New York Manhole Covers To Deliver Power to Electric Vehicles

Electric vehicles are a pretty good solution for the very serious problem of particulate and carbon pollution that cars and trucks pour into the air. But adoption has been slow because drivers aren’t willing to risk running out of juice mid-trip. Until charging stations are nearly as easy to find as gasoline, the problem of vehicular pollution will remain stalled.

hevo-chargerNew York startup HEVO is offering one clever improvement, making it easier to recharge electric vehicles, or EVs, in cities. It’s offering reservable parking spots featuring what look like manholes in the pavement, but are in fact wireless charging devices that will give the trucks a little more juice while they sit.

Wireless charging eliminates the clumsiness of cords in a crowded city environment. And because the parking spaces can be reserved, they reduce the chances that delivery truck drivers will rack up costly parking tickets.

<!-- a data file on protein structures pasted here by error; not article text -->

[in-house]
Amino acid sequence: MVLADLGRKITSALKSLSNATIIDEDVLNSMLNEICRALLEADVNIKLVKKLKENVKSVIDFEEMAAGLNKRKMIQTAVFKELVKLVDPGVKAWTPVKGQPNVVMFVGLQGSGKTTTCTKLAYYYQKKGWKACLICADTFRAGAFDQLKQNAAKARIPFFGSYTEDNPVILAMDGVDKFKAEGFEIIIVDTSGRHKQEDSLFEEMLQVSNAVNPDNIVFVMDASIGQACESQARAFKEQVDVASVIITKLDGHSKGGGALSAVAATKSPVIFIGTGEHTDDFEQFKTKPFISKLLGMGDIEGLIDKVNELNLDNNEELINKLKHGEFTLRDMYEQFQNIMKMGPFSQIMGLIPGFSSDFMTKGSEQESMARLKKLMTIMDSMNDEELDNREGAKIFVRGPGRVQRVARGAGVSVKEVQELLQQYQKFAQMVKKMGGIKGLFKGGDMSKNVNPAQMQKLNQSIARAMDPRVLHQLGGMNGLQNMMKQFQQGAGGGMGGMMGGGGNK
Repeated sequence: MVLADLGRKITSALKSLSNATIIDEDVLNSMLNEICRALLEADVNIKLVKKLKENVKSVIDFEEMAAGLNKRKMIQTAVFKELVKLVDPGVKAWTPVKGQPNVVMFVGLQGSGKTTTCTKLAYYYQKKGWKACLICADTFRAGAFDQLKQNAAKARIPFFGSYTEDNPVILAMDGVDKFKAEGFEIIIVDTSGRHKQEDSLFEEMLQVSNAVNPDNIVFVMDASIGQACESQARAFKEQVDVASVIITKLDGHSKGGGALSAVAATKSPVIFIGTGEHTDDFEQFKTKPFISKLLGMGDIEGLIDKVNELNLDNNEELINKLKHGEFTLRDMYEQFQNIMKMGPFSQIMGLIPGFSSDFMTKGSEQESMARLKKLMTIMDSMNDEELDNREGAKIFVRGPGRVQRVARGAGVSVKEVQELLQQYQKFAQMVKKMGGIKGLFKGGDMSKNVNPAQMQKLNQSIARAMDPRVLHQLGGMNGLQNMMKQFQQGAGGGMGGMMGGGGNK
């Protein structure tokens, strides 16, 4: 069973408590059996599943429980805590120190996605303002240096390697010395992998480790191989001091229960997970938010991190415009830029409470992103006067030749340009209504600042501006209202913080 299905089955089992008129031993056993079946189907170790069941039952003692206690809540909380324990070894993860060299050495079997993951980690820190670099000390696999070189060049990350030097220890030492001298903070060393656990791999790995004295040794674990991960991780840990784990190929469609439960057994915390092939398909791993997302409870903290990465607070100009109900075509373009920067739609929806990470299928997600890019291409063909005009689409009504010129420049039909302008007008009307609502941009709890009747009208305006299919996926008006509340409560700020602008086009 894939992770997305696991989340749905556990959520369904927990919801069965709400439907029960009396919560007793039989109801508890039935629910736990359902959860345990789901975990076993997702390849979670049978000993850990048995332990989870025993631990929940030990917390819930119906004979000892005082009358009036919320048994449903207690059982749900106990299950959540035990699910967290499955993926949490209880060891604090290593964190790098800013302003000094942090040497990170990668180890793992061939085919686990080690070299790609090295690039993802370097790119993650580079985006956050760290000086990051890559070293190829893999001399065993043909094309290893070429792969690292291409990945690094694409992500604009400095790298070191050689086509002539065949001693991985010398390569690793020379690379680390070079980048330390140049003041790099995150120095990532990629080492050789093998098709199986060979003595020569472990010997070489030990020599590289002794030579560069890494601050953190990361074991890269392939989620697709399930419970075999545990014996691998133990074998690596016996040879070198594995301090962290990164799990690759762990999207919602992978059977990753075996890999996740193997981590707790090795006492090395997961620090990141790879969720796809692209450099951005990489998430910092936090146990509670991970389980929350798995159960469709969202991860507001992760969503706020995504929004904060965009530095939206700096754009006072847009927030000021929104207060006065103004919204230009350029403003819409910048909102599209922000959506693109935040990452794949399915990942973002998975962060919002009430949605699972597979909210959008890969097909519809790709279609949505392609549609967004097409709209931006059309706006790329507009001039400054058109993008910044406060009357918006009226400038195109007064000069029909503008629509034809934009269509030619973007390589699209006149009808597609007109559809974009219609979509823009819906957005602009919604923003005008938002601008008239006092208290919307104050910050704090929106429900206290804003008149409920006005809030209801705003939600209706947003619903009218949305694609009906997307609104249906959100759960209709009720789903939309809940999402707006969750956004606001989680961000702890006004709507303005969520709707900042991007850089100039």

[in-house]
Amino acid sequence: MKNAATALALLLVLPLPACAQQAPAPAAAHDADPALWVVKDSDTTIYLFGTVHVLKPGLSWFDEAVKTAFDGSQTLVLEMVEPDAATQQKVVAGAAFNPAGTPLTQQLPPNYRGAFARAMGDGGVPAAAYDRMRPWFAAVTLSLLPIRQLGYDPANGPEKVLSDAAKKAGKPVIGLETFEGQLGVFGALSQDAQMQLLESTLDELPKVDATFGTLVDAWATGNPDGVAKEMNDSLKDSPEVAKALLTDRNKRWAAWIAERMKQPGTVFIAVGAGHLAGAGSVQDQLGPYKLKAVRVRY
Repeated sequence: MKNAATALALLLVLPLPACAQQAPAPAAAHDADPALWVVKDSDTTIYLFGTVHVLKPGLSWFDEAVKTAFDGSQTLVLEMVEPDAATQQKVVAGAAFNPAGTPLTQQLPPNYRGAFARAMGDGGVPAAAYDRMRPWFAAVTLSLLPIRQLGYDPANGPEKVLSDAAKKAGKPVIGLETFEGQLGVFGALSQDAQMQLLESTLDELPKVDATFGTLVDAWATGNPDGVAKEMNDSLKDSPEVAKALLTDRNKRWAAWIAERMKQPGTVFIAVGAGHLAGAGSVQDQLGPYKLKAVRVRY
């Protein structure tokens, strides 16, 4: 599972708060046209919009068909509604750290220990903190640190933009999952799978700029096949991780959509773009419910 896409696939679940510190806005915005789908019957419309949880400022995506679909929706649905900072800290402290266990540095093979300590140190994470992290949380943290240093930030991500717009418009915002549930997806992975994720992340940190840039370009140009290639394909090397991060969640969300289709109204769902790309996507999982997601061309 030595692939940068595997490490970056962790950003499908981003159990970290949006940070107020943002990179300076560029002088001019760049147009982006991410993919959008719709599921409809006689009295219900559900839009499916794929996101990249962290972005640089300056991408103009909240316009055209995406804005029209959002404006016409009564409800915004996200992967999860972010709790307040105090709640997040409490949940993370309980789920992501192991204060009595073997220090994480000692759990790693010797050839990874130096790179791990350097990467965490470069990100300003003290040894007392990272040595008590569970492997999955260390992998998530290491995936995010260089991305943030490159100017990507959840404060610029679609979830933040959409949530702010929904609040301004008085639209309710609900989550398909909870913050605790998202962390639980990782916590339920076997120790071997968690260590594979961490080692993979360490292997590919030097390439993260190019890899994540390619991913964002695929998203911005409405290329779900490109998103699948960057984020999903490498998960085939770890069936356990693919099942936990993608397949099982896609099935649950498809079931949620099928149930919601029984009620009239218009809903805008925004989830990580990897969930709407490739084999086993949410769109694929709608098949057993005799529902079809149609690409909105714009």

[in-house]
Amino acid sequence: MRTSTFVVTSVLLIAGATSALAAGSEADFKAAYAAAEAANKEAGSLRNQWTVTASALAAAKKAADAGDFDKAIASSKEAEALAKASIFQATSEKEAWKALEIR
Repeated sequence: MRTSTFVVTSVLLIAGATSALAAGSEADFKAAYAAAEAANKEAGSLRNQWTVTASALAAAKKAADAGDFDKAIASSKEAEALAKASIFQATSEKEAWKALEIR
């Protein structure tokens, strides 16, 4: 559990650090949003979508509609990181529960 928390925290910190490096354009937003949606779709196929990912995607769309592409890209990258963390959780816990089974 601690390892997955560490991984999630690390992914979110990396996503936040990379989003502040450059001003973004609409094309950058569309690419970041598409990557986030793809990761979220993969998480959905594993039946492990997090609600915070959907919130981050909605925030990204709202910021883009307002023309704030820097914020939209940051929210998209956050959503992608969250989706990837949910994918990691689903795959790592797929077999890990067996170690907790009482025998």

But, no, a few minutes of charging while the driver unloads a couple dollies of office supplies or soda will not fully charge a truck.

Using induction, the system provides, 220-volts and up to 10 kilowatts of energy from the pad to the vehicle. (Each vehicle must have installed a 10-pound receiver along the drive train to absorb the power.) Ten hours of charge will provide about 175 miles of travel, according to HEVO.

South Korea recently began a pilot program that charges municipal buses directly from the road using similar wireless technology.

HEVO also provides a mobile app that shows drivers where the charging spots are and helps guide them into position directly over the pads. It also handles billing and payments.

No fleet? That’s okay; individuals will also be able to install a charging station at their home or reserved parking spot.

HEVO plans to open its first two charging stations early next year in lower Manhattan, servicing New York University’s fleet, according to a Wired report.

Images: Brandon Bourdages via, HEVO

Cameron Scott
Cameron Scott
Cameron received degrees in Comparative Literature from Princeton and Cornell universities. He has worked at Mother Jones, SFGate and IDG News Service and been published in California Lawyer and SF Weekly. He lives, predictably, in SF.
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